Comeback Cooper in form for Boro.
Colin Cooper's remarkable rollercoaster season reached new heights at Stamford Bridge on Saturday.
The 37-year-old former England international, recalled from his loan spell at Sunderland to solve a defensive injury crisis, played like a man with eyes focused on the European Championships rather than one recently deprived of Premiership action.
Cooper may not have had a fair crack of the whip at the Riverside in the second half of this season, but he never lets the team down.
In only his second Boro start of 2004, Cooper slotted in alongside Ugo Ehiogu as if he had never been away, and helped nullify the threat of Jimmy Floyd Hasselbaink and Eidur Gudjohnsen.
Cooper is due to sit down with manager Steve McClaren at the end of the season to discuss his future. This gritty performance can only have improved his chances of winning another year's extension.
There is a chance of a coaching role at the Riverside, or even an opening as a player-coach. Cooper is in no doubts that he wants to play on. He said: "I've lost none of the faith in my ability. It was great to have the chance to play at Chelsea and I'd love to stay in the team.
"I don't know what the future holds. It will all be sorted out at the end of the season.
"I've not really thought about stopping playing, and I do seem to have a few options, which is great at my age. But for the moment I'm just happy to be playing."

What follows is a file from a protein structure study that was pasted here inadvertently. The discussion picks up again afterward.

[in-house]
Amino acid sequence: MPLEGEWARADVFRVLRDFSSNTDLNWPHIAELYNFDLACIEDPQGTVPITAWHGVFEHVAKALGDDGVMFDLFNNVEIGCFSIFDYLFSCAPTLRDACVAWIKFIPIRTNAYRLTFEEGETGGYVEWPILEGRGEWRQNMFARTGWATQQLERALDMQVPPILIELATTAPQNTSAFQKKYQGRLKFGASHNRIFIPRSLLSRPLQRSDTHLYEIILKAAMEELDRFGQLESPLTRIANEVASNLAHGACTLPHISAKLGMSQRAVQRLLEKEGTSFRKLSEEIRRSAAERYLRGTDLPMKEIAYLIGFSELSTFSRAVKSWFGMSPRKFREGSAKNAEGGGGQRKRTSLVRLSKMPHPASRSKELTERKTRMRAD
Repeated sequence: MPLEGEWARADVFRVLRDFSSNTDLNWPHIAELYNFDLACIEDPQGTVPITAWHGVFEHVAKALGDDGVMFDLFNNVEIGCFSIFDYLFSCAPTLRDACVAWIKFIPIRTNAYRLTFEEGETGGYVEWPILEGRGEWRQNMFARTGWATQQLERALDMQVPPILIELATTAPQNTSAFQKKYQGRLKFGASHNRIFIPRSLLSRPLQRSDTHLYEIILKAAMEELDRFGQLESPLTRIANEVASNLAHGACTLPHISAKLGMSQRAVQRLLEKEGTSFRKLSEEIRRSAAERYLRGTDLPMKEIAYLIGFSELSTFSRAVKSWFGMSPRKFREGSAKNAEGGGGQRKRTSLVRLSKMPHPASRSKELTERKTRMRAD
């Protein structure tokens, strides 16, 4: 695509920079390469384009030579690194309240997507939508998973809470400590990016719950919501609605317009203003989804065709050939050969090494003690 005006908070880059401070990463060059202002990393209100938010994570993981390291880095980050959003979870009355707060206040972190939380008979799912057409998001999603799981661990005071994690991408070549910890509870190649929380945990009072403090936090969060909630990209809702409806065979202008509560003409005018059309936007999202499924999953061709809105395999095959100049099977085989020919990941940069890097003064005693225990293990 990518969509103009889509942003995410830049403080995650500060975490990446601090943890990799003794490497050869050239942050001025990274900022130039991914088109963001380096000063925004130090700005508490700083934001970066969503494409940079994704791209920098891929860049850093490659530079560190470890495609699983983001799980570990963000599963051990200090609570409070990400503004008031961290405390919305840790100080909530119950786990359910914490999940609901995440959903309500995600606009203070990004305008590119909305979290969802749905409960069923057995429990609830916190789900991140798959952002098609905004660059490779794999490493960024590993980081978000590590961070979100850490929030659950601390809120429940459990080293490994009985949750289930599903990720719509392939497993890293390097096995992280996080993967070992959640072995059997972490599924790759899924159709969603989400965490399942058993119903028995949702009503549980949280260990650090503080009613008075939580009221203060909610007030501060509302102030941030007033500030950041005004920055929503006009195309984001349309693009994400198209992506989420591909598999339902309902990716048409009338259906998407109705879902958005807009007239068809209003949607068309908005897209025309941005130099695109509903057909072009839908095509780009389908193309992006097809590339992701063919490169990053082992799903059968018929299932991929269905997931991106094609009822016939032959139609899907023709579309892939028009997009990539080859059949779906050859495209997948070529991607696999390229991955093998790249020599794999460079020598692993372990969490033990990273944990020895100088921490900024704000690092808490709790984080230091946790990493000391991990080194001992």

Boro have operated throughout much of the season without a reserve team coach and this is one job which could be made available to Cooper in the summer. For now Boro desperately need him as a Premiership player, especially while skipper Gareth Southgate and Chris Riggott battle injuries.
McClaren said: "Coops hasn't played for a long time, but he took his opportunity like a true professional. In fact Cooper and Ugo Ehiogu were the bedrock of the side. People tend to forget that Ehiogu missed the first half of the season through injury.
"He did not find it easy to settle straight back into the side, especially as he picked up a couple of niggles, but he has come through brilliantly for us."
Not that McClaren put the emphasis on defence at Stamford Bridge. Considering his list of defensive injuries, which also includes Danny Mills and Andrew Davies, it was surprising to see him operate with three strikers in Juninho, Massimo Maccarone and Szilard Nemeth.
Chelsea may have been surprised, too, because they never really settled into a rhythm. The Champions League hangover has been blamed as the major reason for Chelsea's failure to win and keep the pressure on Premiership leaders Arsenal, but really it was Boro's positive approach and unrelenting determination to push forward at every opportunity which knocked them off the rails.
It was still a cracking game, both sides working hard throughout and passing the ball well. There were chances at both ends, but the finishing was lacking ( the game's only negative aspect.
Frank Lampard missed two golden opportunities for Chelsea, and Gudjohnsen hit a post. But Boro had their moments, and were still pushing forward in the closing minutes. The nearest they came was a terrific free kick from Gaizka Mendieta five minutes from time ( fingertipped away by Chelsea keeper Marco Ambrosio.
McClaren said: "We've got our injuries but there didn't seem to be much point going there to try to sit back and defend. We were brave in our decision, but in any case we've been playing three strikers for some time now and we believe that we can score goals.
"We want to get into the top half of the table and stay there. That's why we tried to win the game."
|Printer friendly Cite/link Email Feedback|
|Publication:||The Journal (Newcastle, England)|
|Date:||Apr 12, 2004|
|Previous Article:||High-flying Canaries bid to cash in at Royals.|
|Next Article:||Mills ready to return for Saints clash.|